Using data, not rhetoric, JLF’s John Hood methodically and completely refutes liberals’ accusations that the legislature and governor were wrong to exit the federal extended unemployment benefits program. In fact, they got it right — and North Carolina has now begun to reap the benefits of greater opportunity for all.
First, the frequent — and wrong — claims from liberals, per Hood.
Citing the decision and several other “outrages” by the state’s first Republican-led government since Reconstruction—such as adopting a pro-growth flat tax, clearing out the state’s regulatory thicket, and rejecting ObamaCare’s Medicaid expansion—left-wing critics subjected the Tar Heel State to months of invective and ridicule.
Within the state, the so-called Moral Monday movement drew thousands of protesters to the capital on a nearly weekly basis. Hundreds of arrests were made for violating the rules of the state’s Legislative Building. Outside the state, liberal media outlets excoriated North Carolina for ending extended benefits. New York Times columnist Paul Krugman called it a “war on the unemployed.” Even some conservative columnists and policy analysts criticized the decision as unwise and inconsistent with the principles of their new “reform conservatism” movement.
And now, the facts, per Hood.
More important, broader measures confirmed that North Carolina’s labor-market gains after leaving the extended-benefits program weren’t statistical quirks. In addition to the standard unemployment rate released every month (U-3), BLS computes annual averages for unemployment rates that include discouraged workers (U-4), all other marginally attached workers who have stopped looking for jobs (U-5), and people working part time who would rather have full-time jobs (U-6). By each measure, North Carolina still experienced one of the nation’s largest drops in unemployment.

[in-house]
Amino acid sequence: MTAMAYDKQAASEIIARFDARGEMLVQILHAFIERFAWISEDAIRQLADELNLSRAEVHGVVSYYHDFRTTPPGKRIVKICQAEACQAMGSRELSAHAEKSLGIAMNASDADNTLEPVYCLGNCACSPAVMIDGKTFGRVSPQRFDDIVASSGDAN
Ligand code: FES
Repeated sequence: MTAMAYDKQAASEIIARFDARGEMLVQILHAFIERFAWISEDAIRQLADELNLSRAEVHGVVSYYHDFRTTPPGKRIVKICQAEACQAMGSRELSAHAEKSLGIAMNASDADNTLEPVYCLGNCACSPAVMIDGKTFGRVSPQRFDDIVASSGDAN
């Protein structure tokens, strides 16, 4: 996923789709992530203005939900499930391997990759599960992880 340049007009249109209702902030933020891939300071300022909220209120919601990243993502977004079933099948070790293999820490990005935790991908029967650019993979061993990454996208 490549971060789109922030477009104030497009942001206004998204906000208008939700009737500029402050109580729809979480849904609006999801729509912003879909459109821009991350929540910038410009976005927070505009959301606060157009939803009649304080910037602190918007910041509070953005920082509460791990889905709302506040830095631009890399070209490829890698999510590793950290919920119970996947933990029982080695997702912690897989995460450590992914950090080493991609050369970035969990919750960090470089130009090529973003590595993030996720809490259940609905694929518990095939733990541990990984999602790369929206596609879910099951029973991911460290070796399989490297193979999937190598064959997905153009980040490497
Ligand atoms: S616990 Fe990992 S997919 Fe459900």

Furthermore, the decline in North Carolina’s labor force didn’t last. By early 2014, it had bottomed out and begun to rise. As of May, the most recent month of BLS data available, North Carolina’s labor force is down only 0.04% from June 2013. During the same 11-month period, the nation’s labor force dropped 0.1%.
North Carolina has also continued to add jobs at a healthy clip. According to BLS data, from June 2013 to May 2014, the state’s employment-population ratio—which takes both labor-force participation and population trends into account—rose at a rate three times the national average.
Still not convinced that leaving the extended-benefits program encouraged both job creation and job acceptance? As of Jan. 1, 2014, the extended-benefits program expired nationwide. Yet there has been no sudden exodus of discouraged workers to the fringes of the national economy. Both job creation and household employment are up. The nation’s employment-population ratio was 58.9% in May, up from 58.6% in December. The labor-market effects of reforming unemployment insurance may not be massive. But they certainly don’t appear to be negative.
Liberals can whine all they want, and they can spew ugly allegations all they want. None of it changes the facts: North Carolina’s transformation is underway, and we have the reform-minded legislature and governor to thank for it.